- The reasons for laying off often determine the strategies to be adopted for choosing who to let go. However, some previous actions could put some employees in an unfavourable position than others.
- Most layoff strategies would have accompanying cost implications on the company, mildly defeating the rationale for downsizing in the first instance.
Choosing who goes and who stays
So, a company has made the tough decision to downsize; now, imagine being responsible for choosing who goes and who stays.
But that's what HR heads have to deal with, and it’s probably been too frequent for them recently, with many companies letting staff go and more others likely to join the layoff trend soon. In an HR manager’s opinion, it can be quite a challenging task. Unsurprisingly, professionals have come up with strategies to help them choose right while making this decision.
However, as Weyinmi Barber suggested, the technique adopted is mostly determined by the reason for the layoff.
"Is it happening because some business decisions were taken and the outcomes, unfortunately, are unfavourable, and the business has to react? Is it because of macroeconomic factors like what's happening now in the tech space? The 'why' is important as it helps determine which strategy is appropriate."
When Egyptian mobility startup, SWVL decided to lay off 32% of its team — approximately 400 employees — in May this year, after going public in March and making some acquisition moves, many of the affected people were new hires, according to ex-employees' LinkedIn posts. Barber referred to this strategy as LIFO (Last In, First Out).
In July, Wave — another notable name in the African startup scene touted as francophone Africa's first unicorn — laid off 300 employees and scaled back operations in its three new markets namely, Uganda, Mali, and Burkina Faso. In technical terms, this would be categorised under the business strategy technique, where the decision-makers discover that a particular branch/vertical/factory is no longer needed or isn't generating as much money as it is spending and then shut it down.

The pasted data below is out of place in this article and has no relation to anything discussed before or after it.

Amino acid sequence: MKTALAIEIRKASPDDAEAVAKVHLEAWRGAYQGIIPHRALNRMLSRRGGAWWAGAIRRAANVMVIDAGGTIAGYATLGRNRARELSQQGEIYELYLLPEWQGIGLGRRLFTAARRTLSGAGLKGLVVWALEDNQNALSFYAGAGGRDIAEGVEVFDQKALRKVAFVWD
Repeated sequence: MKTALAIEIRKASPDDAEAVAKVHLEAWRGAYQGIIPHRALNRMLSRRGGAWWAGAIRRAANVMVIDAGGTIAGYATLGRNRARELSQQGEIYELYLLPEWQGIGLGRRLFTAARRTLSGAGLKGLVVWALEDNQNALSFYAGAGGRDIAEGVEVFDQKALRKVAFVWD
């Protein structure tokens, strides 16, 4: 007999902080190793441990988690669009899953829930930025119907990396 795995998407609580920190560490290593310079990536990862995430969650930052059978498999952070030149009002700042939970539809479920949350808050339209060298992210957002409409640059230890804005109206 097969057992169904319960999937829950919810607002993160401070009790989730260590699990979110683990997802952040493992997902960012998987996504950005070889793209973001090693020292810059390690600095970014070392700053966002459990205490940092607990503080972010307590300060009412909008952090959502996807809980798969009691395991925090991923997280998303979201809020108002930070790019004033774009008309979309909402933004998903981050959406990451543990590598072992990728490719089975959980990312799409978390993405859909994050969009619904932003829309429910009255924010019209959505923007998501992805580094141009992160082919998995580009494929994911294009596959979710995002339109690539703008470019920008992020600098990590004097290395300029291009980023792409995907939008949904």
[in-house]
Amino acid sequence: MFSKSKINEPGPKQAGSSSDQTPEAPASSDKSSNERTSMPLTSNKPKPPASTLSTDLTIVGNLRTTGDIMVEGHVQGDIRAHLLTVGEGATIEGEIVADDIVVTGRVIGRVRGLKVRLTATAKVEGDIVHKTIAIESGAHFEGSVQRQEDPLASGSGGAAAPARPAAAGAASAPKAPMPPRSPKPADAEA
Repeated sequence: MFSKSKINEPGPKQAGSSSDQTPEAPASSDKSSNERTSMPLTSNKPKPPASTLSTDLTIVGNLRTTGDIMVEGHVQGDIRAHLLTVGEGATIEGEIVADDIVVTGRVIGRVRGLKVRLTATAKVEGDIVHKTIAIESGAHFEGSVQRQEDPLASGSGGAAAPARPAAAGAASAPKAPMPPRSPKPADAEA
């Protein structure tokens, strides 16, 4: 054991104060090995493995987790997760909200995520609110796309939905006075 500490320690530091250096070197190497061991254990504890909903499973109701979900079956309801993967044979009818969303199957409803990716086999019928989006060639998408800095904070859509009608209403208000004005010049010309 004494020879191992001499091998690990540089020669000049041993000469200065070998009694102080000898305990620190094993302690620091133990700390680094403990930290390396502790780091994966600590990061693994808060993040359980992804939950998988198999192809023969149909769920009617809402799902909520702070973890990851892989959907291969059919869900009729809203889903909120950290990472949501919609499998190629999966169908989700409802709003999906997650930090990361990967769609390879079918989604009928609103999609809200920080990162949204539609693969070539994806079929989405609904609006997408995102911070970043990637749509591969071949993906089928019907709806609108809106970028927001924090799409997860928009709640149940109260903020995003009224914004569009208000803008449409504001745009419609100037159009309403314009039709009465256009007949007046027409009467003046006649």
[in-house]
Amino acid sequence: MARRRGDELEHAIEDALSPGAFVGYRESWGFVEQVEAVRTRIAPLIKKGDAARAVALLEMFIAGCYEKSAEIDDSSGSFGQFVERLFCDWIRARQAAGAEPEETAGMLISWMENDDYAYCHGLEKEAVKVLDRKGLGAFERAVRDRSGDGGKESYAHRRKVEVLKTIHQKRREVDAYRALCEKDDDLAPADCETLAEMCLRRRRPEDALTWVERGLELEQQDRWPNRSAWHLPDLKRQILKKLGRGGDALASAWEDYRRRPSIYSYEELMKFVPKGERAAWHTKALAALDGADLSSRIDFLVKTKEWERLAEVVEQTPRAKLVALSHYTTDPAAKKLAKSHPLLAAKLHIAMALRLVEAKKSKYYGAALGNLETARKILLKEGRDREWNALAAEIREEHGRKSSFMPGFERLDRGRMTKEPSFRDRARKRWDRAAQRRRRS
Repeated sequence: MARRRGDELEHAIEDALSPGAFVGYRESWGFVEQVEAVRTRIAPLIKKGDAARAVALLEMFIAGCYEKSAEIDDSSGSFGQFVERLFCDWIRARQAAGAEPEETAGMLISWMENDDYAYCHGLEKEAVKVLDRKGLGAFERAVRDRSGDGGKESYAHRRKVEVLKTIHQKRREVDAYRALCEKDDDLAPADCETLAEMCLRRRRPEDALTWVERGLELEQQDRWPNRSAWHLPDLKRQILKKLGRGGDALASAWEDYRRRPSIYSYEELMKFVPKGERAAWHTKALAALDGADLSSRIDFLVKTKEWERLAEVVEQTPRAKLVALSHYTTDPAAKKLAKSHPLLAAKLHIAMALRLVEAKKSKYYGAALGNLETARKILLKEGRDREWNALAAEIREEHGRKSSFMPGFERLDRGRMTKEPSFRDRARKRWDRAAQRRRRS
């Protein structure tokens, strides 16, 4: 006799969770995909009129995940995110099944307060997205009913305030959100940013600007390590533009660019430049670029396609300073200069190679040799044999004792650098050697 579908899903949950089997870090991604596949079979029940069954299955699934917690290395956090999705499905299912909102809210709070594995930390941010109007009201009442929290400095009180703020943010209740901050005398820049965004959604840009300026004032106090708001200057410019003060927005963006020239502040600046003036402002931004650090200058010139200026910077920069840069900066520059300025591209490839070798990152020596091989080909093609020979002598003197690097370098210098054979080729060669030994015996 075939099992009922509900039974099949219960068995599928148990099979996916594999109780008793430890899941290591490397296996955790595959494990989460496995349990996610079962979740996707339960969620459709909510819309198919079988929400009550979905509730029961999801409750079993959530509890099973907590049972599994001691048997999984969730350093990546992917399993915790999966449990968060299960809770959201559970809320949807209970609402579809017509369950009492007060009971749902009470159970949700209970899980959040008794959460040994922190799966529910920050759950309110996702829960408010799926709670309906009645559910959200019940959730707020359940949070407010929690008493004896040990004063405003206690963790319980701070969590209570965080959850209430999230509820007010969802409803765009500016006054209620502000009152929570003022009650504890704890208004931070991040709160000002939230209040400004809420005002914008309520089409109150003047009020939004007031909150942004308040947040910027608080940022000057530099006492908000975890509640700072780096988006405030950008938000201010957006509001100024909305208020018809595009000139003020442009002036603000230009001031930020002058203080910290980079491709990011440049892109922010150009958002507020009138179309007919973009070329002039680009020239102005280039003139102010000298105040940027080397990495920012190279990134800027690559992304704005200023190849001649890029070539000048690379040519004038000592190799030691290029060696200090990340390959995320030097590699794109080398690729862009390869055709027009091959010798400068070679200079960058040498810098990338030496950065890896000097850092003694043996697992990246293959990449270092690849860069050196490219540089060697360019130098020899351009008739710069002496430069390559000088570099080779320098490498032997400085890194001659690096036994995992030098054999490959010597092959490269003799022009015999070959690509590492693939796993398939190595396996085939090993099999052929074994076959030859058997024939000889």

In 54gene's case, it made some hires when COVID-19 testing was a significant part of the startup's operations. As included in a statement to TechCrunch, multiple business functions supporting the COVID business line, including labs and sales departments, were affected by the layoffs.
Another is the performance-based strategy, where a company judges employee performance and relieves underperforming staff and those whose responsibilities aren't critical to the organisation's success of their duties. SWVL’s official statement on the decision revealed that the company had recently invested in engineering, product, and support functions requiring limited human intervention, thus rendering some employees expendable.
Companies could also adopt the FIFO (First In, First Out) strategy, where long-serving employees are advised to retire or move on to avoid being laid off. One noticeable upside to this strategy is that it saves the company the accompanying severance costs.
Sometimes it's as easy as going through a list and picking out the recently added names or as difficult as closing down a whole section that is not producing desired results.
Bonus: How to avoid the axe
There is a high possibility of getting caught in the web of layoffs during a company-wide sweep. But you can be safe at such times if you are indispensable to your company. However, when the company is shutting down, for instance, there is nothing you can do.
"The performance-based strategy is where you have a lot of power. As an employee, do your best. Make sure you're getting your job done, and make sure you're closing out on your objectives or your KPIs. And make sure your work is not shoddy, it's good quality, you're keeping yourself relevant in terms of your skills," Barber calmly advised.
That said, it is worth noting that there are alternatives to laying off. The next article extensively discusses what employers can consider instead of laying off as well as how layoff decisions can affect a business.